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It can't do anything important to my system without my say so, including updates. It feels good to refuse an auth sometimes just to give the finger to for example, the ubuntu software updater that keeps smashing my grub configuration.
So it's not that there aren't problems with its updates. For all windows' problems with them they've never stopped me from being able to boot any and all of my operating systems. Ubuntu has done that to me regularly except I know how to patch their update to fix it after the fact - before it reboots into oblivion. So I like that there's opportunities like that too.
But i think for my next "primary OS" I'm either using Win7 or a hypervisor depending on how well MIDI pass through works on my virtual machines. I figure between experimenting and installing it should only take me two days.
Caveat: My experience with Linux is limited to Ubuntu a few years ago, using Qt to make an app that could be built for Windows or Linux.
The thing I dislike about Linux is that there are three ways to do anything, which people talk about endlessly in the fora, and you discover they don't apply to your distro/kernel/gender/ethnicity. When you ask questions the answers are anything but helpful, and very reminiscent of responses on StackOverflow.
Oh, and your problem? There's a fourth solution that people allude to, but say you wouldn't understand, and the fifth solution that you may discover that actually works.
Heaven help you if you let on you're primarily a Windows developer. Decades of experience, millions of lines of code in production, and a high-end salary for your region; none of that is significant. You're treated like a country oaf who can't be trusted not to piss against the side of a building.
Like many things in life, SO is an acquired taste. I find it occasionally useful in search results.
My few attempts at posting questions were wastes of time. I think the longest one lasted before it was blocked/turned off/marked irrelevant was about 12 hours. I especially liked the last time when I tried to revise the question to correct its problems, and my account was disabled for too much activity (I think they thought I was spamming my own post).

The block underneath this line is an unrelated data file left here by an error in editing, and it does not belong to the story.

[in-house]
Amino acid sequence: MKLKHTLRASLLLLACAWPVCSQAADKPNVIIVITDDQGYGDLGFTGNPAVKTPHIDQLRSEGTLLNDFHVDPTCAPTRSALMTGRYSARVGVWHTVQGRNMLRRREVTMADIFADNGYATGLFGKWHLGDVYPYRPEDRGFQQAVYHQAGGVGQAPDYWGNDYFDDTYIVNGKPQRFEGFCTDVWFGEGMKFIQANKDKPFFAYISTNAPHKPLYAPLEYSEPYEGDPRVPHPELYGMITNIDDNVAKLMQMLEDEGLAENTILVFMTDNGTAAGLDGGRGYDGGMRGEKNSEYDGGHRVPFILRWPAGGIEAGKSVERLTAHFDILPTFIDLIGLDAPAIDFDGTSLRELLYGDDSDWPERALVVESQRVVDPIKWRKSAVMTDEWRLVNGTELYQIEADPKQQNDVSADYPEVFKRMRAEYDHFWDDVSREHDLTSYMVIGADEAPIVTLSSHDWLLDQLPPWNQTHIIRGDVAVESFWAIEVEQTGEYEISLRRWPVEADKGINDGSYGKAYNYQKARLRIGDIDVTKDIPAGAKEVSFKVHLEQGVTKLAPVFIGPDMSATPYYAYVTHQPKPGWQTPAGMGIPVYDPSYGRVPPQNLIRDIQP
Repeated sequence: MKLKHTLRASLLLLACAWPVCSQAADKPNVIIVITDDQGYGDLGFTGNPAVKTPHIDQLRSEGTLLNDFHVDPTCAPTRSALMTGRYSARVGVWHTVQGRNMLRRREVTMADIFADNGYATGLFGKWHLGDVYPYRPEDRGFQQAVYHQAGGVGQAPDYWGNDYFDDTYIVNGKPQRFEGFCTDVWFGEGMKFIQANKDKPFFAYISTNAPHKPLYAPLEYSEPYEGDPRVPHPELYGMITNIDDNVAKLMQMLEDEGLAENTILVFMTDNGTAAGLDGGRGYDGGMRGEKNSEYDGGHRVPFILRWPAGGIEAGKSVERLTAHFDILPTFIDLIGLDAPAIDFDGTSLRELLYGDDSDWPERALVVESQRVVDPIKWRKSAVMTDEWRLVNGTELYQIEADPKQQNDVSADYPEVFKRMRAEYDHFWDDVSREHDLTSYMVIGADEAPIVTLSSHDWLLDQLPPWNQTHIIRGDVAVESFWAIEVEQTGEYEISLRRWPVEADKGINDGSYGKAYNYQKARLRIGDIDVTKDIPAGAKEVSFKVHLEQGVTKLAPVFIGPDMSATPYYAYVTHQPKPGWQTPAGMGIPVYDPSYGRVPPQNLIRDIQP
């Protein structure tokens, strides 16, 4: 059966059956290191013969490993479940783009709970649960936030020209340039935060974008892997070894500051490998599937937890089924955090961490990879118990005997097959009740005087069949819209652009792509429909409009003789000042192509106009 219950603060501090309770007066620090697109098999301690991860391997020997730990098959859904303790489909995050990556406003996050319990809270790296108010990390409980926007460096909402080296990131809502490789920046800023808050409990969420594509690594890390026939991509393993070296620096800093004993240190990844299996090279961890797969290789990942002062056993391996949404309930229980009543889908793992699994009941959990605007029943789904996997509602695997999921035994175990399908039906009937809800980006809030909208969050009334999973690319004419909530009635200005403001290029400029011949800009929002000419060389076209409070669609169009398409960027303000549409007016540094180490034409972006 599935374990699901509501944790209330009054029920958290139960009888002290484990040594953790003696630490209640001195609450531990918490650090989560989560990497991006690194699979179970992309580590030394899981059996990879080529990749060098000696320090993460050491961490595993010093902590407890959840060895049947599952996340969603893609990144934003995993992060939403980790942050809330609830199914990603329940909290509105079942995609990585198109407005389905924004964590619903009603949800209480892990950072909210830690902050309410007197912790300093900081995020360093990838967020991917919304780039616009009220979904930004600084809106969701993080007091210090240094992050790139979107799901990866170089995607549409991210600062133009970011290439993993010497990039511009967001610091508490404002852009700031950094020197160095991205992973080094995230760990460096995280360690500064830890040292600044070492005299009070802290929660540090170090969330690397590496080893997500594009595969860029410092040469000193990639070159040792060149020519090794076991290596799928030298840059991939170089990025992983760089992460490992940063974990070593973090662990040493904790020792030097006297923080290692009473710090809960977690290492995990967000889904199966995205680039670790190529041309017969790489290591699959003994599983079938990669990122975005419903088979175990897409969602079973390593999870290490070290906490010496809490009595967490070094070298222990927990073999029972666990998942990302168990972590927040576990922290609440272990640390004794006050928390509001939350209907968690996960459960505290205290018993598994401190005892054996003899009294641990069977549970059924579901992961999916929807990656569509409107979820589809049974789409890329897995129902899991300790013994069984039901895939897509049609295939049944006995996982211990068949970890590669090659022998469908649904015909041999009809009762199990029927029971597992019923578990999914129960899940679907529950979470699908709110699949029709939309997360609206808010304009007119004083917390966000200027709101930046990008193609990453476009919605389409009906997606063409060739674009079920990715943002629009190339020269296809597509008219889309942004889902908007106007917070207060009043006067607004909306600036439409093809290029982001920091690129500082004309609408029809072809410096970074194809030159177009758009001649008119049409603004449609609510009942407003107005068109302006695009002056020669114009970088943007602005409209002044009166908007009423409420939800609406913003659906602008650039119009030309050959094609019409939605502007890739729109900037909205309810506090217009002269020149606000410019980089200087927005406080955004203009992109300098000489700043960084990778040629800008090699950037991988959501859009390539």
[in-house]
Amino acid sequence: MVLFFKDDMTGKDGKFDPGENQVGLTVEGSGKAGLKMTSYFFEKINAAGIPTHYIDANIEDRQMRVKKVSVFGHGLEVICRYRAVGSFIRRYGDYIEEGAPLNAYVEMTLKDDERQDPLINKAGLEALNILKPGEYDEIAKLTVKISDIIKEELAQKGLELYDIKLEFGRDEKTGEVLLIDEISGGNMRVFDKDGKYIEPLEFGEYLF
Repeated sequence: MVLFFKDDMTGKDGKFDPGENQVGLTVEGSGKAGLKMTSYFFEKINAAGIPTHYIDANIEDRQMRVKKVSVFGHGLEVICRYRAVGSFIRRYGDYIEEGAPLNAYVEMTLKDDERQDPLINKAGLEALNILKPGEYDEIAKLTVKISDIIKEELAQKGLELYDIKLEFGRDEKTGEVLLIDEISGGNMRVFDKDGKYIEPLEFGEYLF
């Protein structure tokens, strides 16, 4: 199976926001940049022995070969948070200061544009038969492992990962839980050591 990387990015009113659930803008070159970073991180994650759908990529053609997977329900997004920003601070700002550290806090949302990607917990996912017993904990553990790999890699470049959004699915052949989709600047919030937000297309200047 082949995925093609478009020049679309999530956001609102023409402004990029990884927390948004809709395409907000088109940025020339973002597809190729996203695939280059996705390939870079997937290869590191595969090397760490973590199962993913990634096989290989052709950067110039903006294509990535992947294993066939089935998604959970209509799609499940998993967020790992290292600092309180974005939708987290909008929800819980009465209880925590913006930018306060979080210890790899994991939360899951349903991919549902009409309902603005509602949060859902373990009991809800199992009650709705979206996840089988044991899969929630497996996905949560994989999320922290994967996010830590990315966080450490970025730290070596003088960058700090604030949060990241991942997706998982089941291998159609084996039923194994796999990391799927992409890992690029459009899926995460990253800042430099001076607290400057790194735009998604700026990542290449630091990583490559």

I'll admit I haven't tried in three or four years, especially since the "kinder, gentler" StackOverflow supposedly became a thing.
i loathe vim. Pico is okay, but frankly, i use GUI stuff mostly these days. It still helps to be comfortable with the console in linux though because maintaining it inevitably requires some work at that level.
I am using a dual boot system with Windows/Linux since the early '90-ties.
The usual setup is that I make one "shared" nfs partition where my development stuff is on,
accessible from within Linux, and accessible from Windows.
Most of my software uses Qt
I do a lot of cross compiling for Window, Mingw64 is an excellent vehicle and is well supported on my Fedora part of the system.
On Windows I am also using Mingw, since using Qt with VS is a crime.
Wrt to VIM:
I'm not sure what the level of education is needed for handling Vim, I always thought
it was kindergarten level.
Nowadays I'd do it in a VM, probably using VirtualBox.
I usually use VMWare for Windows and VirtualBox for Linux, although didn't use it in personal Linux yet, only at work.
I would avoid dual boot, about which one being the main OS... that's on each with his own...
If something has a solution... Why do we have to worry about?. If it has no solution... For what reason do we have to worry about?
Help me to understand what I'm saying, and I'll explain it better to you
Rating helpful answers is nice, but saying thanks can be even nicer.
Give it a try; you'll like it. It gives you a Windows app called Ubuntu. The app opens instantly and brings in in a Linux bash shell which is just a window on your Windows desktop. Your hard drive is available as /mnt/c.
It's sad that you had such a bad experience and that some people think they're supperior just because they know something you don't. Unfortunately I have met that kind of people myself from time to time.
That being said I am still on Linux for my programming needs (since 2002). But I mostly do PHP/web programming and I find it easier to use docker on Linux for that.
All OS have their quirks. I manage both Windows and Linux servers in my daily work so I get to experience them first hand.
My best advice is (if you still want to). Try it again in a virtual machine. Just remember Windows is not the same as Linux. Oh and I have always found that Linux Mint is easier to work with than Ubuntu, even though Mint is based on Ubuntu.
It's been years, but I installed Ubuntu into a system and wanted it to duel-boot with Windows. After the Windows install I didn't seem to have Ubuntu. Hand-rebuilding the grub file and making it work again.
If done in the other order, Windows, then Ubuntu, one had a duel-boot system.
Unwritten rules are the best ones - you can quietly rewrite them while no-one is looking ...
"I have no idea what I did, but I'm taking full credit for it." - ThisOldTony
"Common sense is so rare these days, it should be classified as a super power" - Random T-shirt
AntiTwitter: @DalekDave is now a follower!
Same problem with any code generation. Your inputs aren't directly debuggable. The outputs must be debugged. But since you bring it up, I'd be willing to bet MS provides a way to debug them (i haven't used the feature yet), which would be better than you get with most code generation tools.
It seems like your real issue here is using code generation for your projects, since what you're bringing up are problems with source code generation in general.
Real programmers use butterflies
Last Visit: 31-Dec-99 18:00 Last Update: 7-May-21 20:23